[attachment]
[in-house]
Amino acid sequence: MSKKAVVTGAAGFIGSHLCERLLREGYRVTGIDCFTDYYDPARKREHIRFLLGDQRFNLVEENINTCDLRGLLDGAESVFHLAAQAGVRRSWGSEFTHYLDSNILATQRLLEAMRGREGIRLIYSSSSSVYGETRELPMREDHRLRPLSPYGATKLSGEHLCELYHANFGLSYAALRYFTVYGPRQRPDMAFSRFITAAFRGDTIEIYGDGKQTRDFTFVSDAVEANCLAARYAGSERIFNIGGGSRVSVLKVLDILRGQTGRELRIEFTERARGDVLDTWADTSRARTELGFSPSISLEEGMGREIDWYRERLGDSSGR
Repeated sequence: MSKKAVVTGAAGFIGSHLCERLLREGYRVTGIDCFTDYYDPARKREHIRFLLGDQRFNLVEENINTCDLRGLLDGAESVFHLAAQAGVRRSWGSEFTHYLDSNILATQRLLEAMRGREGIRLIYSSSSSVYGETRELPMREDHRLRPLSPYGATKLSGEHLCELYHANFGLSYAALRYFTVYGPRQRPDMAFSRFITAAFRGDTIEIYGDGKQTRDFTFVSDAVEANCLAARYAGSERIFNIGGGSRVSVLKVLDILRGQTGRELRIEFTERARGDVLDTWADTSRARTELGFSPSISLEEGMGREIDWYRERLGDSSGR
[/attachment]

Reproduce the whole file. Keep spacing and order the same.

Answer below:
[in-house]
Amino acid sequence: MSKKAVVTGAAGFIGSHLCERLLREGYRVTGIDCFTDYYDPARKREHIRFLLGDQRFNLVEENINTCDLRGLLDGAESVFHLAAQAGVRRSWGSEFTHYLDSNILATQRLLEAMRGREGIRLIYSSSSSVYGETRELPMREDHRLRPLSPYGATKLSGEHLCELYHANFGLSYAALRYFTVYGPRQRPDMAFSRFITAAFRGDTIEIYGDGKQTRDFTFVSDAVEANCLAARYAGSERIFNIGGGSRVSVLKVLDILRGQTGRELRIEFTERARGDVLDTWADTSRARTELGFSPSISLEEGMGREIDWYRERLGDSSGR
Repeated sequence: MSKKAVVTGAAGFIGSHLCERLLREGYRVTGIDCFTDYYDPARKREHIRFLLGDQRFNLVEENINTCDLRGLLDGAESVFHLAAQAGVRRSWGSEFTHYLDSNILATQRLLEAMRGREGIRLIYSSSSSVYGETRELPMREDHRLRPLSPYGATKLSGEHLCELYHANFGLSYAALRYFTVYGPRQRPDMAFSRFITAAFRGDTIEIYGDGKQTRDFTFVSDAVEANCLAARYAGSERIFNIGGGSRVSVLKVLDILRGQTGRELRIEFTERARGDVLDTWADTSRARTELGFSPSISLEEGMGREIDWYRERLGDSSGR